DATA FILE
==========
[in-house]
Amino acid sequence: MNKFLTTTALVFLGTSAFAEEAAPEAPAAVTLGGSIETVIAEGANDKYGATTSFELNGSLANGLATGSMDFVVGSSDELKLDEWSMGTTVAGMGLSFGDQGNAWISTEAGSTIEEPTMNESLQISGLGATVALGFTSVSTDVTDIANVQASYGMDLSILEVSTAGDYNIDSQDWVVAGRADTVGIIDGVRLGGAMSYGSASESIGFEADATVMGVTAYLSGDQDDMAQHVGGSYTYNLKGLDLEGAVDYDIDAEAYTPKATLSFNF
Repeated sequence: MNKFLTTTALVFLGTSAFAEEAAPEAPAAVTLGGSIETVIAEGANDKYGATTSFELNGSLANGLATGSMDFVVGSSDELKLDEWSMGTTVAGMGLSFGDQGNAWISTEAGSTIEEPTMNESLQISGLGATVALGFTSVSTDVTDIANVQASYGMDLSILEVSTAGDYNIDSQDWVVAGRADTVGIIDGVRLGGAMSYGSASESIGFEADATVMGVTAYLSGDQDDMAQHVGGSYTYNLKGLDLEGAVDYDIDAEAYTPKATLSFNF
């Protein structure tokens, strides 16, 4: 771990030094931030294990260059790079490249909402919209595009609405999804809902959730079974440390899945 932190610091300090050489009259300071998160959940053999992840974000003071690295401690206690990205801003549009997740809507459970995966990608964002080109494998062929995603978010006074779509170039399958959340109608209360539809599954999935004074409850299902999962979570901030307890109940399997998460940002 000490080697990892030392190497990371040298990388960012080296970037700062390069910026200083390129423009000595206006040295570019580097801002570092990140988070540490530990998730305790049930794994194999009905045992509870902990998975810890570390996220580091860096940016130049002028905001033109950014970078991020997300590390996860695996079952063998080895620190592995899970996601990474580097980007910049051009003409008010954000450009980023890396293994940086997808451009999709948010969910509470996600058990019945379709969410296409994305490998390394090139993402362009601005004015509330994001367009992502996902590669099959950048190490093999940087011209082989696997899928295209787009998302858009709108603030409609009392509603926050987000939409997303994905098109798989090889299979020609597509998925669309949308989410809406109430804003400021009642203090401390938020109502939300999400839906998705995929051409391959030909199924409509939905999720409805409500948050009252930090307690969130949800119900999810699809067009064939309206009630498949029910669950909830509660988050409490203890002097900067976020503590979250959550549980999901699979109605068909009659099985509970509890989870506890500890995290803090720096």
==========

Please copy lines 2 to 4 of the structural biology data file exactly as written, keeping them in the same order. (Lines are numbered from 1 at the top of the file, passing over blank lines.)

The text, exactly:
Amino acid sequence: MNKFLTTTALVFLGTSAFAEEAAPEAPAAVTLGGSIETVIAEGANDKYGATTSFELNGSLANGLATGSMDFVVGSSDELKLDEWSMGTTVAGMGLSFGDQGNAWISTEAGSTIEEPTMNESLQISGLGATVALGFTSVSTDVTDIANVQASYGMDLSILEVSTAGDYNIDSQDWVVAGRADTVGIIDGVRLGGAMSYGSASESIGFEADATVMGVTAYLSGDQDDMAQHVGGSYTYNLKGLDLEGAVDYDIDAEAYTPKATLSFNF
Repeated sequence: MNKFLTTTALVFLGTSAFAEEAAPEAPAAVTLGGSIETVIAEGANDKYGATTSFELNGSLANGLATGSMDFVVGSSDELKLDEWSMGTTVAGMGLSFGDQGNAWISTEAGSTIEEPTMNESLQISGLGATVALGFTSVSTDVTDIANVQASYGMDLSILEVSTAGDYNIDSQDWVVAGRADTVGIIDGVRLGGAMSYGSASESIGFEADATVMGVTAYLSGDQDDMAQHVGGSYTYNLKGLDLEGAVDYDIDAEAYTPKATLSFNF
């Protein structure tokens, strides 16, 4: 771990030094931030294990260059790079490249909402919209595009609405999804809902959730079974440390899945 932190610091300090050489009259300071998160959940053999992840974000003071690295401690206690990205801003549009997740809507459970995966990608964002080109494998062929995603978010006074779509170039399958959340109608209360539809599954999935004074409850299902999962979570901030307890109940399997998460940002 000490080697990892030392190497990371040298990388960012080296970037700062390069910026200083390129423009000595206006040295570019580097801002570092990140988070540490530990998730305790049930794994194999009905045992509870902990998975810890570390996220580091860096940016130049002028905001033109950014970078991020997300590390996860695996079952063998080895620190592995899970996601990474580097980007910049051009003409008010954000450009980023890396293994940086997808451009999709948010969910509470996600058990019945379709969410296409994305490998390394090139993402362009601005004015509330994001367009992502996902590669099959950048190490093999940087011209082989696997899928295209787009998302858009709108603030409609009392509603926050987000939409997303994905098109798989090889299979020609597509998925669309949308989410809406109430804003400021009642203090401390938020109502939300999400839906998705995929051409391959030909199924409509939905999720409805409500948050009252930090307690969130949800119900999810699809067009064939309206009630498949029910669950909830509660988050409490203890002097900067976020503590979250959550549980999901699979109605068909009659099985509970509890989870506890500890995290803090720096």